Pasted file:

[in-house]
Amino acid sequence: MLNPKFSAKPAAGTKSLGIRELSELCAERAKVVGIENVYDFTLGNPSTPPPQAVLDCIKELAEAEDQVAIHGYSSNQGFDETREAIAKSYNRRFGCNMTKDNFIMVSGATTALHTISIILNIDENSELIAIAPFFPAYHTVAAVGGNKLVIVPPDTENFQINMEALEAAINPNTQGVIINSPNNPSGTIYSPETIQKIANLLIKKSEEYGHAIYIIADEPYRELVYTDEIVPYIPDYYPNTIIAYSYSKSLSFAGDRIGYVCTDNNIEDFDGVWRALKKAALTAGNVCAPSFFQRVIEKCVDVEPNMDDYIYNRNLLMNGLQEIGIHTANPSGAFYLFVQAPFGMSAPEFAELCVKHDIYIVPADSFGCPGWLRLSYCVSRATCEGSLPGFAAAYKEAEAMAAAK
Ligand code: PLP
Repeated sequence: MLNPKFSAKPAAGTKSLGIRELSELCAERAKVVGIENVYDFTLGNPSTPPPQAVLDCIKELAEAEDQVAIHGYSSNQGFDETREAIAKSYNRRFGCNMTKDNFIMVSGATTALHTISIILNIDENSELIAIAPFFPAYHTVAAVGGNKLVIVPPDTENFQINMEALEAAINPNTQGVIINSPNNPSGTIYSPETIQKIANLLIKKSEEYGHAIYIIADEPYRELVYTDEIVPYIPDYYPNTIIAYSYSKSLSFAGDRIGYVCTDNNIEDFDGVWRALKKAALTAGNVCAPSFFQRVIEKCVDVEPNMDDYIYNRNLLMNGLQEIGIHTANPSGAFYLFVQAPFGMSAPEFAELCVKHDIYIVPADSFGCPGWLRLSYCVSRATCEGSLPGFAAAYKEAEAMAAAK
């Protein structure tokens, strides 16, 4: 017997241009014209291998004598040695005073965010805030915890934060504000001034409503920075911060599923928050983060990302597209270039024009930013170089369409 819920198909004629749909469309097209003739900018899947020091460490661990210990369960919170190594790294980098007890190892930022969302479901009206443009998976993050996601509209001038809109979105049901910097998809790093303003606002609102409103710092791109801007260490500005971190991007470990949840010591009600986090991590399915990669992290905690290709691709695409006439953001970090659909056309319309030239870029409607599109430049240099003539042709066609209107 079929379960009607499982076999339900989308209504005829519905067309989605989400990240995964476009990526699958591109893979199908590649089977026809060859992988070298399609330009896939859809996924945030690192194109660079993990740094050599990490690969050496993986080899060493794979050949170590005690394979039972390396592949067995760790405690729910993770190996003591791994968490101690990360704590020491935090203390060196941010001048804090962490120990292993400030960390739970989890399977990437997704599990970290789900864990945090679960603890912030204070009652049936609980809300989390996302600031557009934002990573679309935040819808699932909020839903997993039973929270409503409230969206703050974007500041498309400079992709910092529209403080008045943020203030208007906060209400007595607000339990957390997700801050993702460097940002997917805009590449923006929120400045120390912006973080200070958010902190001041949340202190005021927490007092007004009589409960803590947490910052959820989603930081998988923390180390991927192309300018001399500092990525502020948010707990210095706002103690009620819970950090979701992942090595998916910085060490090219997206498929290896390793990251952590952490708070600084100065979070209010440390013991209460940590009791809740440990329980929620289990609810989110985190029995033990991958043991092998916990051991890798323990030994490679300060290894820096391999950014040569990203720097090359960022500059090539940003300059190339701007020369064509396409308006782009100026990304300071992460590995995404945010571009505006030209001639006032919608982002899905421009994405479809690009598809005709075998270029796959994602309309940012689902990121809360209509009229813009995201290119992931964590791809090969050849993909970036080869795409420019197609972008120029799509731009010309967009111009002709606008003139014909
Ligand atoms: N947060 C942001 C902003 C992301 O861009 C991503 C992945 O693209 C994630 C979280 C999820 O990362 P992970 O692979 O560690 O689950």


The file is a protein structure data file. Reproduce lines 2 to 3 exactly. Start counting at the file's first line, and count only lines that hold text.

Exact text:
Amino acid sequence: MLNPKFSAKPAAGTKSLGIRELSELCAERAKVVGIENVYDFTLGNPSTPPPQAVLDCIKELAEAEDQVAIHGYSSNQGFDETREAIAKSYNRRFGCNMTKDNFIMVSGATTALHTISIILNIDENSELIAIAPFFPAYHTVAAVGGNKLVIVPPDTENFQINMEALEAAINPNTQGVIINSPNNPSGTIYSPETIQKIANLLIKKSEEYGHAIYIIADEPYRELVYTDEIVPYIPDYYPNTIIAYSYSKSLSFAGDRIGYVCTDNNIEDFDGVWRALKKAALTAGNVCAPSFFQRVIEKCVDVEPNMDDYIYNRNLLMNGLQEIGIHTANPSGAFYLFVQAPFGMSAPEFAELCVKHDIYIVPADSFGCPGWLRLSYCVSRATCEGSLPGFAAAYKEAEAMAAAK
Ligand code: PLP